Author + information
- Dimitrios Farmakis, MD,
- John Parissis, MD and
- Gerasimos Filippatos, MD∗ ()
- ↵∗Heart Failure Unit, Second Department of Cardiology, University of Athens Medical School, Attikon University Hospital, 28 Doukissis Plakentias Street, 11523 Athens, Greece
Cardiovascular (CV) prevention has long been a target of clinical trials in diabetes mellitus (DM). Several of those trials, however, have been unsuccessful. In an effort to address this issue, the recently published PONTIAC (NT-proBNP Guided Primary Prevention of CV Events in Diabetic Patients) trial used natriuretic peptides (NPs) to select patients who had a relatively greater need for CV prevention and hence were probably more prone to improvement (1). This study was successful, but there were some questions that arise from this and previous trials on CV prevention in DM.
First, was the poor patient selection the main reason why the previous trials failed? The interventions used by some of the previous trials also may have not been successful. For example, in the ROADMAP (Randomized Olmesartan and Diabetes Microalbuminuria Prevention) trial, a high dose of an effective angiotensin receptor inhibitor (20 mg olmesartan) was used to prevent microalbuminuria in patients with DM who did not have hypertension, which resulted in high rates of hypotension and other complications and thus treatment failure (2,3). In the PONTIAC trial, a small but significant decline in estimated glomerular filtration rate observed in the intensified treatment group may be of some concern.
Second, what is the underlying pathophysiology for a mild increase in NP levels in symptomatic patients with DM but without known cardiac disease? There are several reasons for false-positive or negative NP results, particularly in a population such as those with DM, characterized by increased rates of comorbidities such as renal dysfunction or obesity. In other words, what is the pathogenetic process that we treat in those patients, and is the neurohormonal blockage a suitable treatment for this process? In the PONTIAC trial, there was no significant reduction in NP levels in the intensified treatment group during the study period, and thus the reason for elevated levels of NP at baseline was probably not addressed by the applied intervention.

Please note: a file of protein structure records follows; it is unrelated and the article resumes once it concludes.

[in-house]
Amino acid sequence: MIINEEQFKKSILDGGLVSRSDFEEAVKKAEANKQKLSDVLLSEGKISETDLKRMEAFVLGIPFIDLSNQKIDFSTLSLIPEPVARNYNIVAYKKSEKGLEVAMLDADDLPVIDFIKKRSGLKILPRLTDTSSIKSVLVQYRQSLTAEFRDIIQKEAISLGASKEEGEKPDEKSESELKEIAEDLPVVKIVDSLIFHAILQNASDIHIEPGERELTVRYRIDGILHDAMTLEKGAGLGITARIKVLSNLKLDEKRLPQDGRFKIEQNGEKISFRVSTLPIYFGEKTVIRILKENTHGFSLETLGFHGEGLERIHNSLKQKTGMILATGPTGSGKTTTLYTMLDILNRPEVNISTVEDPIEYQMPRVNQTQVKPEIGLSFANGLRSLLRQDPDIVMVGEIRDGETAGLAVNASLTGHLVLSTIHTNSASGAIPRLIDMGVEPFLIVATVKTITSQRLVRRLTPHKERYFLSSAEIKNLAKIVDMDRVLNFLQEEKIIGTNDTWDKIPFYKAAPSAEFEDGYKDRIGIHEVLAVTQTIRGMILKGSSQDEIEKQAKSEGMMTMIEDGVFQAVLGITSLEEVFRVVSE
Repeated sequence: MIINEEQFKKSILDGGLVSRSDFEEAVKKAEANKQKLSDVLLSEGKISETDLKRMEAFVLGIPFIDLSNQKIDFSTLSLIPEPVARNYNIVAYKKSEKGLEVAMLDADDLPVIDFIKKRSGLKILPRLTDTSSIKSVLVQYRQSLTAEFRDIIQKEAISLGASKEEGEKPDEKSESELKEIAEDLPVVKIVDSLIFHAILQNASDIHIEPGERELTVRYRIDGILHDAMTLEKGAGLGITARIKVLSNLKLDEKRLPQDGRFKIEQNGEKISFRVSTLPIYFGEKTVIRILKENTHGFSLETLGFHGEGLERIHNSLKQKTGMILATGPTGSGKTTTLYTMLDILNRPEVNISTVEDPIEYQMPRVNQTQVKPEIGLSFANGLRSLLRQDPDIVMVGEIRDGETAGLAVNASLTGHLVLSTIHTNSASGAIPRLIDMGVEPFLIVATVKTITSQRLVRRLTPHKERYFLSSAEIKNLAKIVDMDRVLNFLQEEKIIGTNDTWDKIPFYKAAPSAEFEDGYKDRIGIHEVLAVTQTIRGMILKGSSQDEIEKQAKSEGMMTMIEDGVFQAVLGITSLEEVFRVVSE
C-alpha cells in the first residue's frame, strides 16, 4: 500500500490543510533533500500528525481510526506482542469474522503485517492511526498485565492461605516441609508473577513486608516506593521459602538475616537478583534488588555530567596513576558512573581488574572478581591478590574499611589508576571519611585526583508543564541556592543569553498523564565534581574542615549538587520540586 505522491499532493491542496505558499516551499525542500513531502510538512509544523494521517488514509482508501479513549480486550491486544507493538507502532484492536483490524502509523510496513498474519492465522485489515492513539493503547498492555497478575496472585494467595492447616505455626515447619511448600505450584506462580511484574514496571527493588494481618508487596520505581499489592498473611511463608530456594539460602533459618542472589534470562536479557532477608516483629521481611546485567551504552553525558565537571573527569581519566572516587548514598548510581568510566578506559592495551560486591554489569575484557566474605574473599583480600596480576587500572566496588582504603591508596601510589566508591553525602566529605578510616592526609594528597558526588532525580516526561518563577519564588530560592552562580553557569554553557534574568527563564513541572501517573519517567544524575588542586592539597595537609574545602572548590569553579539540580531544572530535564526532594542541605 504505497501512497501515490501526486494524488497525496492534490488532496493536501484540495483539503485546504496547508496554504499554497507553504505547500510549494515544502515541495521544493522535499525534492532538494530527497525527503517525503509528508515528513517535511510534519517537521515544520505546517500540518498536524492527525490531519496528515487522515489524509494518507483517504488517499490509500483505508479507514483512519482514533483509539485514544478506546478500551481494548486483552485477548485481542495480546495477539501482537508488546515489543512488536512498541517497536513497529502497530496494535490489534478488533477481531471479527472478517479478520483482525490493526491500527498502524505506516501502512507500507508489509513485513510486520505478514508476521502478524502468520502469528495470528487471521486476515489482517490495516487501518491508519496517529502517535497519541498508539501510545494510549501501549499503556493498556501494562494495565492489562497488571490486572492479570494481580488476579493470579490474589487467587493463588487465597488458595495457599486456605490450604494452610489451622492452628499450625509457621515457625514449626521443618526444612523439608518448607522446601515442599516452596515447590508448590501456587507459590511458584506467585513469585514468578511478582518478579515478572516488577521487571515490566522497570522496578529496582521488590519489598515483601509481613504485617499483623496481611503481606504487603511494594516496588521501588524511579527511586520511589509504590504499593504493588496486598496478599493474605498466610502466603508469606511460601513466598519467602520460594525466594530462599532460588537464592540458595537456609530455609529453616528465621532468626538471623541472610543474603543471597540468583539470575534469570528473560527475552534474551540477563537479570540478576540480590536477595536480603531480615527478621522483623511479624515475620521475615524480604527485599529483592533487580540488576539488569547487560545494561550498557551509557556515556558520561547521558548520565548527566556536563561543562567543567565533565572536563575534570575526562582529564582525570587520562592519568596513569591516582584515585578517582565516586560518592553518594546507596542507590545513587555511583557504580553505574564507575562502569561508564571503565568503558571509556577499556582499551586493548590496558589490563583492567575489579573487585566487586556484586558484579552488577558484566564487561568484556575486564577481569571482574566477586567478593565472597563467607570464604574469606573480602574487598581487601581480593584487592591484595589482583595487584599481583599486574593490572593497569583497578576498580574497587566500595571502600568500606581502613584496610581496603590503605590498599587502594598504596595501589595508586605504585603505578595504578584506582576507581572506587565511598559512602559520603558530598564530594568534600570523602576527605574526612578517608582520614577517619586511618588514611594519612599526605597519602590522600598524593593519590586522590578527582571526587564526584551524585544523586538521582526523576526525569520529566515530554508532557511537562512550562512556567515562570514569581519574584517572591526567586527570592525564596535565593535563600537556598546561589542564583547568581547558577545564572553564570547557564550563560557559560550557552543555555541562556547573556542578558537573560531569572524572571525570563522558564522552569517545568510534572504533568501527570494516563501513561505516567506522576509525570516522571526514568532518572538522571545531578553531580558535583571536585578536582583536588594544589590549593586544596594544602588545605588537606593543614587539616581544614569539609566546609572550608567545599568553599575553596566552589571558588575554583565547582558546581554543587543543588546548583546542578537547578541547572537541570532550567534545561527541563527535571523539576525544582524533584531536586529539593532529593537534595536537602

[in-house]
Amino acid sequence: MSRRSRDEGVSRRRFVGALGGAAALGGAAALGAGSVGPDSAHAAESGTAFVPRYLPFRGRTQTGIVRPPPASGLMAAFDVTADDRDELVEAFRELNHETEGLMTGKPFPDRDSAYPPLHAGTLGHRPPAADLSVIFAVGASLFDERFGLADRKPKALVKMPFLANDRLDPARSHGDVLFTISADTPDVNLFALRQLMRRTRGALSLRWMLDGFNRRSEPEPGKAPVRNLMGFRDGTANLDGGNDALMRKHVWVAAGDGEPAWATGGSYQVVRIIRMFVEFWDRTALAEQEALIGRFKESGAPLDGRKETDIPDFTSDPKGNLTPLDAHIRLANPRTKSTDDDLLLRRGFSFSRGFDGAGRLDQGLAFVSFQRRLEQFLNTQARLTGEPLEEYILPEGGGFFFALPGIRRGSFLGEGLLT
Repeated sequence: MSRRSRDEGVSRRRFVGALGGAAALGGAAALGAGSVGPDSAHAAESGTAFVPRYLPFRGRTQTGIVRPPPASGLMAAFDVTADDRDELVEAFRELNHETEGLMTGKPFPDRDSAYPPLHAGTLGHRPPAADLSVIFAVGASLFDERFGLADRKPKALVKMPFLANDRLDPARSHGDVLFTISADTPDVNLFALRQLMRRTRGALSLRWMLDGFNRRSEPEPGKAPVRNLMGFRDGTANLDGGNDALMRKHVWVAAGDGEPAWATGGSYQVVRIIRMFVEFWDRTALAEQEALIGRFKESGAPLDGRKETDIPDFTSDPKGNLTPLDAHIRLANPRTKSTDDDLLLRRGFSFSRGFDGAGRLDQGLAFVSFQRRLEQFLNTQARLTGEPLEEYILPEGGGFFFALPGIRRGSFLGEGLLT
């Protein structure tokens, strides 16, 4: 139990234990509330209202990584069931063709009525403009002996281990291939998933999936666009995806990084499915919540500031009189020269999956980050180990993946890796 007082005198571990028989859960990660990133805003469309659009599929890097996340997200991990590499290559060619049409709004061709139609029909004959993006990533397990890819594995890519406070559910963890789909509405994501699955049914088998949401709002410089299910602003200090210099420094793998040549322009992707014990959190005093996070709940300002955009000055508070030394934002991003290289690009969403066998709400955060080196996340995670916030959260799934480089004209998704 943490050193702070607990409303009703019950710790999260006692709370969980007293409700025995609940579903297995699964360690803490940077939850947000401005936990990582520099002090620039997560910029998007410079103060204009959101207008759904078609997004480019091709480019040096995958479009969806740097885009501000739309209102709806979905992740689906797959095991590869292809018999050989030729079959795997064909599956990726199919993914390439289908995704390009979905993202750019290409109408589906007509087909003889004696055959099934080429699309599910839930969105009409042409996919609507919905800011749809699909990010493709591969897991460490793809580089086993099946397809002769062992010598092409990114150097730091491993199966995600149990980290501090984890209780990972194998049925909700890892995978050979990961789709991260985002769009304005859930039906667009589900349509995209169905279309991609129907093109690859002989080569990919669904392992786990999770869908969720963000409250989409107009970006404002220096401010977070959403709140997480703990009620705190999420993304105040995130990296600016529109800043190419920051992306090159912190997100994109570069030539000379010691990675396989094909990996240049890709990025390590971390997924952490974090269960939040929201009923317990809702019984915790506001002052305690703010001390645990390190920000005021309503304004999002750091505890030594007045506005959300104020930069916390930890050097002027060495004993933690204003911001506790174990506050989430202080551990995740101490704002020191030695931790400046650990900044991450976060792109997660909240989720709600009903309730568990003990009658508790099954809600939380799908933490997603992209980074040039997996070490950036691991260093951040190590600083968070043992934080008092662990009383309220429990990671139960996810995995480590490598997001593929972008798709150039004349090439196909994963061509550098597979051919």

Third, how should we titrate and monitor neurohormonal blockade therapy in patients without a clear evidence-based indication for such a therapy, such as arterial hypertension or heart failure? In the PONTIAC trial, treatment titration could not have been guided or followed by NPs, because there was no significant difference in NP levels between the 2 study groups at the end of the study.
Finally, could the positive results of the PONTIAC trial be explained solely by the increased use of health care resources in the intensified treatment group? Those patients were seen regularly not only by diabetologists but also by cardiologists in the cardiac outpatient clinics where they were receiving individualized treatment, and that may be a sufficient reason for a better outcome. In other words, the success of the PONTIAC trial may not lie on the use of NPs for patient selection but instead on the intensification and individualization of their cardiac care. The finding that event rates were similarly low in the intensified group and in patients who had low NP levels and were not included in the study cannot apparently speak against this because the PONTIAC trial was not designed or powered to address this comparison (4). Thus, why not follow a similar “intensified” and individualized approach in all patients with DM? Cost analysis studies are required to address whether such an approach is cost-effective.
Even in the field of heart failure, where NPs are excellent diagnostic and prognostic tools, there is still conflicting evidence regarding their effectiveness to guide therapy; it seems that they are of benefit only when used in the context of a multidisciplinary approach. Given that DM is currently considered a coronary artery disease equivalent, the key to CV prevention in these patients could be the close multidisciplinary follow-up, the individualization of treatment, and the sufficient use of health care resources. NPs or other biomarkers may be of help as part of such an approach.
- American College of Cardiology Foundation
- Huelsmann M.,
- Neuhold S.,
- Resl M.,
- et al.
- Felker G.M.,
- Ahmad T.